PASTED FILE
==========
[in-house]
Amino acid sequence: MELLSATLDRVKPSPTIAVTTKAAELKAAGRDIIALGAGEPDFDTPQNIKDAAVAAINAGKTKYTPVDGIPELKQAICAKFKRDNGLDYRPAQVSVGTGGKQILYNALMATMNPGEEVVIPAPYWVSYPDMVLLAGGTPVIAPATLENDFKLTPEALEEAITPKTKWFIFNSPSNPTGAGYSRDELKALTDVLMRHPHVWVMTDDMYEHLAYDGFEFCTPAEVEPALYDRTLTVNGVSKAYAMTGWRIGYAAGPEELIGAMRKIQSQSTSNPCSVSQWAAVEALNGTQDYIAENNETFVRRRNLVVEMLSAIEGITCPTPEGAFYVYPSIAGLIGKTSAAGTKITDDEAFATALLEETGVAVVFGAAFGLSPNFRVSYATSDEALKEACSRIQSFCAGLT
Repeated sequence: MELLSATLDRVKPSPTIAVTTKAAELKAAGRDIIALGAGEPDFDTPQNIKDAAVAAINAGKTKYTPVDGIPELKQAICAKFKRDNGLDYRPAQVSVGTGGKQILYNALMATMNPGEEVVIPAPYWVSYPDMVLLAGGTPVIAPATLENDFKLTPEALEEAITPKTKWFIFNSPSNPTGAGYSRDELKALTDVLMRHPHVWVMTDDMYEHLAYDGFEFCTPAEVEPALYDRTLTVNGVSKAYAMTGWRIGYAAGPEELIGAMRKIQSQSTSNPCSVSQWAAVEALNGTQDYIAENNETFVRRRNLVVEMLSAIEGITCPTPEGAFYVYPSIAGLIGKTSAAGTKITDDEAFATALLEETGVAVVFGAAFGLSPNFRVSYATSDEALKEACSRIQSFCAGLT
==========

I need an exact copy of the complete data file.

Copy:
[in-house]
Amino acid sequence: MELLSATLDRVKPSPTIAVTTKAAELKAAGRDIIALGAGEPDFDTPQNIKDAAVAAINAGKTKYTPVDGIPELKQAICAKFKRDNGLDYRPAQVSVGTGGKQILYNALMATMNPGEEVVIPAPYWVSYPDMVLLAGGTPVIAPATLENDFKLTPEALEEAITPKTKWFIFNSPSNPTGAGYSRDELKALTDVLMRHPHVWVMTDDMYEHLAYDGFEFCTPAEVEPALYDRTLTVNGVSKAYAMTGWRIGYAAGPEELIGAMRKIQSQSTSNPCSVSQWAAVEALNGTQDYIAENNETFVRRRNLVVEMLSAIEGITCPTPEGAFYVYPSIAGLIGKTSAAGTKITDDEAFATALLEETGVAVVFGAAFGLSPNFRVSYATSDEALKEACSRIQSFCAGLT
Repeated sequence: MELLSATLDRVKPSPTIAVTTKAAELKAAGRDIIALGAGEPDFDTPQNIKDAAVAAINAGKTKYTPVDGIPELKQAICAKFKRDNGLDYRPAQVSVGTGGKQILYNALMATMNPGEEVVIPAPYWVSYPDMVLLAGGTPVIAPATLENDFKLTPEALEEAITPKTKWFIFNSPSNPTGAGYSRDELKALTDVLMRHPHVWVMTDDMYEHLAYDGFEFCTPAEVEPALYDRTLTVNGVSKAYAMTGWRIGYAAGPEELIGAMRKIQSQSTSNPCSVSQWAAVEALNGTQDYIAENNETFVRRRNLVVEMLSAIEGITCPTPEGAFYVYPSIAGLIGKTSAAGTKITDDEAFATALLEETGVAVVFGAAFGLSPNFRVSYATSDEALKEACSRIQSFCAGLT